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Liquidity and Congestion

  • Gara Minguez Afonso

    (LSE / Princeton University)

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    This paper studies the relationship between the arrival of potential investors and market liquidity in a search-based model of asset trading. The entry of investors into a specific market causes two contradictory effects. First, it reduces trading costs, which then attracts new investors (thick market externality effect). But secondly, as investors concentrate on one side of the market, the market becomes “congested”, decreasing the returns to participating in this market and discouraging new investors from entering (congestion effect). The equilibrium level of market liquidity depends on which of the two effects dominates. When congestion is the leading effect, some interesting results arise. In particular, we find that diminishing trading costs in our market can deteriorate liquidity and reduce welfare.

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    Paper provided by Society for Economic Dynamics in its series 2008 Meeting Papers with number 926.

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    Date of creation: 2008
    Date of revision:
    Handle: RePEc:red:sed008:926
    Contact details of provider: Postal: Society for Economic Dynamics Marina Azzimonti Department of Economics Stonybrook University 10 Nicolls Road Stonybrook NY 11790 USA
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    1. Pierre-Olivier Weill & Dimitri Vayanos, 2005. "A Search-Based Theory of the On-the-Run Phenomenon," 2005 Meeting Papers 701, Society for Economic Dynamics.
    2. Diamond, Peter A, 1982. "Aggregate Demand Management in Search Equilibrium," Journal of Political Economy, University of Chicago Press, vol. 90(5), pages 881-94, October.
    3. Dimitri Vayanos & Tan Wang, 2004. "Search and endogenous concentration of liquidity in asset markets," LSE Research Online Documents on Economics 455, London School of Economics and Political Science, LSE Library.
    4. Acharya, Viral V. & Pedersen, Lasse Heje, 2005. "Asset pricing with liquidity risk," Journal of Financial Economics, Elsevier, vol. 77(2), pages 375-410, August.
    5. Ricardo Lagos & Guillaume Rocheteau, 2007. "Liquidity in asset markets with search frictions," Working Paper 0706, Federal Reserve Bank of Cleveland.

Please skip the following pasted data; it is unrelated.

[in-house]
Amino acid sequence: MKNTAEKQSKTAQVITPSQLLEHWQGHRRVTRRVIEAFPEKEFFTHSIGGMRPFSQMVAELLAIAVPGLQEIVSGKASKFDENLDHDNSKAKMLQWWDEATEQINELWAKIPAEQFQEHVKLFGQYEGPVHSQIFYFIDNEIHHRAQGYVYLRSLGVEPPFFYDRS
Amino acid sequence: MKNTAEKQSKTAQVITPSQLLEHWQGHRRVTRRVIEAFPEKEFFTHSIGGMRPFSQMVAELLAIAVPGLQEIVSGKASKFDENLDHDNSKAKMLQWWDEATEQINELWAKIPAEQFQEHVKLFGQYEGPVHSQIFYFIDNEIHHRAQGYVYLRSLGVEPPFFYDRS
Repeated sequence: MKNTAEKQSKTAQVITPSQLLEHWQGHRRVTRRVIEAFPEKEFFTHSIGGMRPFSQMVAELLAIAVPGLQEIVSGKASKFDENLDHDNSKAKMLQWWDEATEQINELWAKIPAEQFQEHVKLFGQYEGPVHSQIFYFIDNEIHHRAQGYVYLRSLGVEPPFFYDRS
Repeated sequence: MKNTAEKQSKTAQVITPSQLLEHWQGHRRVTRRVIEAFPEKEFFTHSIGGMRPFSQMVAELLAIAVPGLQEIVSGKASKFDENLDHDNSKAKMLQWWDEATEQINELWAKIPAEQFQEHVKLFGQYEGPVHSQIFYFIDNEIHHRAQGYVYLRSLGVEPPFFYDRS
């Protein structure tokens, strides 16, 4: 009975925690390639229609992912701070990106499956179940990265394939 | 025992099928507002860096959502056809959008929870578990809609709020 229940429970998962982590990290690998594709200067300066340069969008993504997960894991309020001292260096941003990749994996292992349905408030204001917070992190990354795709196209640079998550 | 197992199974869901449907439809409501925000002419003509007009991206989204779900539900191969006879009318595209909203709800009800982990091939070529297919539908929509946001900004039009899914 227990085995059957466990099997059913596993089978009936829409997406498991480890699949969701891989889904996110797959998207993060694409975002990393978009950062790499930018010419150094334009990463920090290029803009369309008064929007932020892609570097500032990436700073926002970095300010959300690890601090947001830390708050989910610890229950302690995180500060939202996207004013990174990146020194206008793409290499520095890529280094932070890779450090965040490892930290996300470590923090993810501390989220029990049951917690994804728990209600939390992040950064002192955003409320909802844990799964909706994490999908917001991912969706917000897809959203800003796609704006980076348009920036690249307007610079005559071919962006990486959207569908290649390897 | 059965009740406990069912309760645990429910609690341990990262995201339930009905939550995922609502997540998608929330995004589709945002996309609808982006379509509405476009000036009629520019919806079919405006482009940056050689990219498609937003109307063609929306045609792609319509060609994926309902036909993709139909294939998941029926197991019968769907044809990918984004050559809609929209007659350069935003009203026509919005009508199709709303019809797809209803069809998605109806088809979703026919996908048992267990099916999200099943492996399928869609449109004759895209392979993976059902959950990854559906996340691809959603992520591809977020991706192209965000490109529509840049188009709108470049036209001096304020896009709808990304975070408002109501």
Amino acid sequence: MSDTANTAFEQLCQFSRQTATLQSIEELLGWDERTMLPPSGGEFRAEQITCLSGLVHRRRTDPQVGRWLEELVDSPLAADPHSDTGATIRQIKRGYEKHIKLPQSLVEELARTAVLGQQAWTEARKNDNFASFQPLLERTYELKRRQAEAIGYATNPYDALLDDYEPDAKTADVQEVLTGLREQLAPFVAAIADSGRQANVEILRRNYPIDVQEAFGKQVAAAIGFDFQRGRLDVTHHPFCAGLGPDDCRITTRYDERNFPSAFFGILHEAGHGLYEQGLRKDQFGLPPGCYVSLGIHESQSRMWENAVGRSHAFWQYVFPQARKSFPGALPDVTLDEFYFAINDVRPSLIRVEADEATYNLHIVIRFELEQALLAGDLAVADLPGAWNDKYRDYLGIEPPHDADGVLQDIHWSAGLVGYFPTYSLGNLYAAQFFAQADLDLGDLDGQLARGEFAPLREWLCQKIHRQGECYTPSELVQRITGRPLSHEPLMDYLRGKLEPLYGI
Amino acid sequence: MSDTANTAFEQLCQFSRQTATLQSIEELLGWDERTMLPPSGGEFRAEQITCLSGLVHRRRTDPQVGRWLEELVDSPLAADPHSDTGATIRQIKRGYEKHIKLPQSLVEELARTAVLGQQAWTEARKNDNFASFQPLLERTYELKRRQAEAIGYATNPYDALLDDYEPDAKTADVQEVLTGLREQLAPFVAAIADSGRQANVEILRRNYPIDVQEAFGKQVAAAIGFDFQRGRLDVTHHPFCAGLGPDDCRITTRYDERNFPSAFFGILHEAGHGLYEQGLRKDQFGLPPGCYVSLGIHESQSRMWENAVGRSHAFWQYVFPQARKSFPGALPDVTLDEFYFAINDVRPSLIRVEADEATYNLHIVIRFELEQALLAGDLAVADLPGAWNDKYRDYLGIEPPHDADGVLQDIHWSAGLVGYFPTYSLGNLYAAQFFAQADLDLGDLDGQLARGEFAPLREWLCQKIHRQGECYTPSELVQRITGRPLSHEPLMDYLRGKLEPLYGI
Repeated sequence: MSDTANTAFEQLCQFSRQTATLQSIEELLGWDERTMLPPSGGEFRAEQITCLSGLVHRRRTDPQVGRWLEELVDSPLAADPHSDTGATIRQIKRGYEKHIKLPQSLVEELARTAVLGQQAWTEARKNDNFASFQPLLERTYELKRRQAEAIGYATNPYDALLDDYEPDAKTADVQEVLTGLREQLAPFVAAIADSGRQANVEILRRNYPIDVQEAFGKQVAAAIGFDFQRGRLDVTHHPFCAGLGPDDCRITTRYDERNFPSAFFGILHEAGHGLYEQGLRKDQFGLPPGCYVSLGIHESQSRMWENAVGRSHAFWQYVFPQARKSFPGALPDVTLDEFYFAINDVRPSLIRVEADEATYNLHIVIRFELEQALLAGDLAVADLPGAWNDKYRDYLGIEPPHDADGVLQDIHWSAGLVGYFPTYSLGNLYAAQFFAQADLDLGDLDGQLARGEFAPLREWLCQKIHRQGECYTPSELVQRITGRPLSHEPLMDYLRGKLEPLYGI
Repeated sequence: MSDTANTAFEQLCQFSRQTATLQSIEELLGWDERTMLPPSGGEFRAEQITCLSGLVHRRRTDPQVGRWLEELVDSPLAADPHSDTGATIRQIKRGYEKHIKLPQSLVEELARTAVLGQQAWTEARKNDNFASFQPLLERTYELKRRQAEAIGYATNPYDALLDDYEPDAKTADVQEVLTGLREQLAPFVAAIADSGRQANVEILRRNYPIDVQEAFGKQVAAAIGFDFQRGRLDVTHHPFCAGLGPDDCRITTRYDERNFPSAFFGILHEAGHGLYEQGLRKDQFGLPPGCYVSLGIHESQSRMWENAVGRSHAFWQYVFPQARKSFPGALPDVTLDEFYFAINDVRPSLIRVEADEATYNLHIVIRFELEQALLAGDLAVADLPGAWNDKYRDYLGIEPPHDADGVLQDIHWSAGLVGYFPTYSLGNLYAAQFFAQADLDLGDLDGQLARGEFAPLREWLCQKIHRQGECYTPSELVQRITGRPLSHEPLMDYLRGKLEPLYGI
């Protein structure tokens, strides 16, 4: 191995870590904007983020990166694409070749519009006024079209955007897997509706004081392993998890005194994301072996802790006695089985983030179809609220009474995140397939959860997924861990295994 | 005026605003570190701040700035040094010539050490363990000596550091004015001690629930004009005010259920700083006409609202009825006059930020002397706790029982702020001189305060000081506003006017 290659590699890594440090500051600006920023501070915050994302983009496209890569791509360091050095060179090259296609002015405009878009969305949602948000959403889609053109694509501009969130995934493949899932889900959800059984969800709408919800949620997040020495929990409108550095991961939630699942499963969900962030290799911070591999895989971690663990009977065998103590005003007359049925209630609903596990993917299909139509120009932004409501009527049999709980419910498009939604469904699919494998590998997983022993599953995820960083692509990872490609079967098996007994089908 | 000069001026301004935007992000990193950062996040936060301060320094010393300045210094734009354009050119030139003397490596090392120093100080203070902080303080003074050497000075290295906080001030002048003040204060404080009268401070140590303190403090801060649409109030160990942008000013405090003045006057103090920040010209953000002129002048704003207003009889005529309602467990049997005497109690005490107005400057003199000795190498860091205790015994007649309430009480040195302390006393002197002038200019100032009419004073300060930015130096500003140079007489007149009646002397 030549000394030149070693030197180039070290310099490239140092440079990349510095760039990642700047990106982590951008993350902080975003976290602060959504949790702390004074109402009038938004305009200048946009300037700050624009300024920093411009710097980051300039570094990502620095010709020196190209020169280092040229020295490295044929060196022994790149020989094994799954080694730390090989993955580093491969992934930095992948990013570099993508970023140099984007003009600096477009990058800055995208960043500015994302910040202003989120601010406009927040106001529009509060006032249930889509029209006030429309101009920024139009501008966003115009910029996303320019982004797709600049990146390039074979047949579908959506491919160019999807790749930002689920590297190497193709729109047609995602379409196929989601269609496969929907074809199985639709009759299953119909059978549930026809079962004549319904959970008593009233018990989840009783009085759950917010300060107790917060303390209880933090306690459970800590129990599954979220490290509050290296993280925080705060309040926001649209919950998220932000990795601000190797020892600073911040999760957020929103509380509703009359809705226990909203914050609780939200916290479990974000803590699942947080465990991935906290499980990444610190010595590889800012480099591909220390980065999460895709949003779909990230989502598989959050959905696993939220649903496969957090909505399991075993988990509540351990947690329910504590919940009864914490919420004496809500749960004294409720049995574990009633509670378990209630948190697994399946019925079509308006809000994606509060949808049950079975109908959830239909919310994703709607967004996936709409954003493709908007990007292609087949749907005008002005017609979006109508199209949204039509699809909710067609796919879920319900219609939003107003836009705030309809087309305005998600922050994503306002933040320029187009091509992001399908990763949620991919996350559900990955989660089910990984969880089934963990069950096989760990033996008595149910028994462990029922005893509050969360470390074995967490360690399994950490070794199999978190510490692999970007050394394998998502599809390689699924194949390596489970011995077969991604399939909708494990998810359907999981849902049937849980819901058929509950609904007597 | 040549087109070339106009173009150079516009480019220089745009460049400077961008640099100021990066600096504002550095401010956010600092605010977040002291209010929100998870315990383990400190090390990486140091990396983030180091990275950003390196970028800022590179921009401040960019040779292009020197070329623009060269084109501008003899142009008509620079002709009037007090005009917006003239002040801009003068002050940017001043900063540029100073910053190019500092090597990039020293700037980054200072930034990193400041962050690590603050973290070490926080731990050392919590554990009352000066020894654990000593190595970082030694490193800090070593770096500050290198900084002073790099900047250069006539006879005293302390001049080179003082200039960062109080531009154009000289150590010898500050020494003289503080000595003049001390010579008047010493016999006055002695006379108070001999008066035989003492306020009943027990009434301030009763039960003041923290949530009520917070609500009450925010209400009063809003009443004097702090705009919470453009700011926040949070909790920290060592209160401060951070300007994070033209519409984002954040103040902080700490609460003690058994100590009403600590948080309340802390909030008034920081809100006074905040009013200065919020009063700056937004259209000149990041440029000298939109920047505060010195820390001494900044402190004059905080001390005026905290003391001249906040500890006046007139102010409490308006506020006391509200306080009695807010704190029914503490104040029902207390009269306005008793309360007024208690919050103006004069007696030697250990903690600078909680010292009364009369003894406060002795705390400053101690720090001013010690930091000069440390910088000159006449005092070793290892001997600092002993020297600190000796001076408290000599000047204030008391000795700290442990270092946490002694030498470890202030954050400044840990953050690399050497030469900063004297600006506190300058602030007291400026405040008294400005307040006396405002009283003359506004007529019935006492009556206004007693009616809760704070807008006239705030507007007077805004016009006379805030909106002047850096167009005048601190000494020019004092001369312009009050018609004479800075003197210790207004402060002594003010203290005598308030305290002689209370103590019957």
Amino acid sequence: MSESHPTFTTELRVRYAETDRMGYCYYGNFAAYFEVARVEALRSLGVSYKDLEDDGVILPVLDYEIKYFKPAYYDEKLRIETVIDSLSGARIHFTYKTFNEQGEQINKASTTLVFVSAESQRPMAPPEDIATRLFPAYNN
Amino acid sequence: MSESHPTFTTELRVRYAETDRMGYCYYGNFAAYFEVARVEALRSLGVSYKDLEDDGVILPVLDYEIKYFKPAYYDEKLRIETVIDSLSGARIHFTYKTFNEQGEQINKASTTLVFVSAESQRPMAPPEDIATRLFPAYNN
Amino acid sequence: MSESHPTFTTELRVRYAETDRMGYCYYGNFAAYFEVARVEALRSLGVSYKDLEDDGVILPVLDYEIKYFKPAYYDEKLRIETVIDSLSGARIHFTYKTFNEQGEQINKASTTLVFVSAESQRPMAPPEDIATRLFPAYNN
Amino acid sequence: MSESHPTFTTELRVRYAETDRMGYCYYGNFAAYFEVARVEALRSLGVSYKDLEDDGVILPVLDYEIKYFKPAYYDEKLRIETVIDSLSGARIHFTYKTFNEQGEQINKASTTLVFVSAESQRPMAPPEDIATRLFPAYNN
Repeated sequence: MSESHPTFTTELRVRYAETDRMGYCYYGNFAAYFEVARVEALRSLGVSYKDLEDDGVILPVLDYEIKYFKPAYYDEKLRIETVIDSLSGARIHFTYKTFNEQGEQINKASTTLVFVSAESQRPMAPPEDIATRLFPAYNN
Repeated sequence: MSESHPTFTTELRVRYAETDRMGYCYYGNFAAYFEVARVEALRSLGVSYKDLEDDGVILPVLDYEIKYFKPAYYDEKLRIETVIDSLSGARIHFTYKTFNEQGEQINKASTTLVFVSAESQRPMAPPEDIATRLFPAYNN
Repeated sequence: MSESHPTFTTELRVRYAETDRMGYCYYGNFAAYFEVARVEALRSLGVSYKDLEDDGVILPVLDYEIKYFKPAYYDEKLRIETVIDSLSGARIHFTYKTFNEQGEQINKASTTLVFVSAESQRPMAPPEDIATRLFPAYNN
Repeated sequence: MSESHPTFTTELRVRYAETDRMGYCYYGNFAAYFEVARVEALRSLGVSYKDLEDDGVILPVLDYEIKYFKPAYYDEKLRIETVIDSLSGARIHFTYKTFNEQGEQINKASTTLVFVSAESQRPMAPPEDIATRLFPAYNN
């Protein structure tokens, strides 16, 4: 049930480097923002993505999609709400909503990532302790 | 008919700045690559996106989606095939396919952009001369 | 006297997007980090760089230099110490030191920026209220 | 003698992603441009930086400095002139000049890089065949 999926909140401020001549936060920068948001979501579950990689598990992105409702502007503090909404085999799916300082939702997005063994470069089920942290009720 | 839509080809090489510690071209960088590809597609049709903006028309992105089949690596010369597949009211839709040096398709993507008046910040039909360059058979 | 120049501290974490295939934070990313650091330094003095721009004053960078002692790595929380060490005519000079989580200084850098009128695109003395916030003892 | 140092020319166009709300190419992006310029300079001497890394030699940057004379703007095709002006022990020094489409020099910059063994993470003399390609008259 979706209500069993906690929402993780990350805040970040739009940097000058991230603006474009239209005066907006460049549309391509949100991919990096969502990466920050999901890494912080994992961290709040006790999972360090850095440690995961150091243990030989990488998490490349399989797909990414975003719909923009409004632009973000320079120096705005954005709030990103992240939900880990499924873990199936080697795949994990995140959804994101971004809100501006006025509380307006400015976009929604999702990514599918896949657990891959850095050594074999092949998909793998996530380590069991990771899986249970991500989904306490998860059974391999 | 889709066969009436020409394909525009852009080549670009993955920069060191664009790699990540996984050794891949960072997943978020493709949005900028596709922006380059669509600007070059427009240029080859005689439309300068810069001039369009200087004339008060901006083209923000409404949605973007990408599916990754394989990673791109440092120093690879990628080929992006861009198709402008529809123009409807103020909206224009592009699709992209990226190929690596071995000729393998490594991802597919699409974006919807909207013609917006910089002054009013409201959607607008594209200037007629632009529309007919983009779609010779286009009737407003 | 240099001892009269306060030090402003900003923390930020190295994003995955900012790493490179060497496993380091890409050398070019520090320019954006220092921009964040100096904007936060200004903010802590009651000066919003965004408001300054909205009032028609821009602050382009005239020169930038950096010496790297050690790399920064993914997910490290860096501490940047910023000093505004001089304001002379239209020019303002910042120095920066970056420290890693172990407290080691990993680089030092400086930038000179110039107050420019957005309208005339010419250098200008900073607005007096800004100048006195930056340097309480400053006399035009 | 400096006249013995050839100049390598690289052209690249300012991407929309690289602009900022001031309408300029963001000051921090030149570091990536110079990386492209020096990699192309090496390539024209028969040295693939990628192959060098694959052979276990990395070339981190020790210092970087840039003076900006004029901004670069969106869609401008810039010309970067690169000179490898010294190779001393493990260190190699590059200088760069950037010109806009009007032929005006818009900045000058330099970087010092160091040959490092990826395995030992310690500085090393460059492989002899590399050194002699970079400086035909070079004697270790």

6. Weill, Pierre-Olivier, 2008. "Liquidity premia in dynamic bargaining markets," Journal of Economic Theory, Elsevier, vol. 140(1), pages 66-96, May.
    7. Milgrom, Paul & Roberts, John, 1990. "Rationalizability, Learning, and Equilibrium in Games with Strategic Complementarities," Econometrica, Econometric Society, vol. 58(6), pages 1255-77, November.
    8. Gromb, Denis & Vayanos, Dimitri, 2001. "Equilibrium and Welfare in Markets with Financially Constrained Arbitrageurs," CEPR Discussion Papers 3049, C.E.P.R. Discussion Papers.
    9. Cooper, Russell & John, Andrew, 1988. "Coordinating Coordination Failures in Keynesian Models," The Quarterly Journal of Economics, MIT Press, vol. 103(3), pages 441-63, August.
    10. Dimitri Vayanos, 1998. "Transaction costs and asset prices : a dynamic equilibrium model," LSE Research Online Documents on Economics 451, London School of Economics and Political Science, LSE Library.
    11. Guillaume Plantin, 2004. "Self-Fulfilling Liquidity and the Coordination Premium," GSIA Working Papers 2005-E3, Carnegie Mellon University, Tepper School of Business.
    12. Pagano, Marco, 1986. "Trading Volume and Asset Liquidity," CEPR Discussion Papers 142, C.E.P.R. Discussion Papers.
    13. Amihud, Yakov & Mendelson, Haim, 1986. "Asset pricing and the bid-ask spread," Journal of Financial Economics, Elsevier, vol. 17(2), pages 223-249, December.
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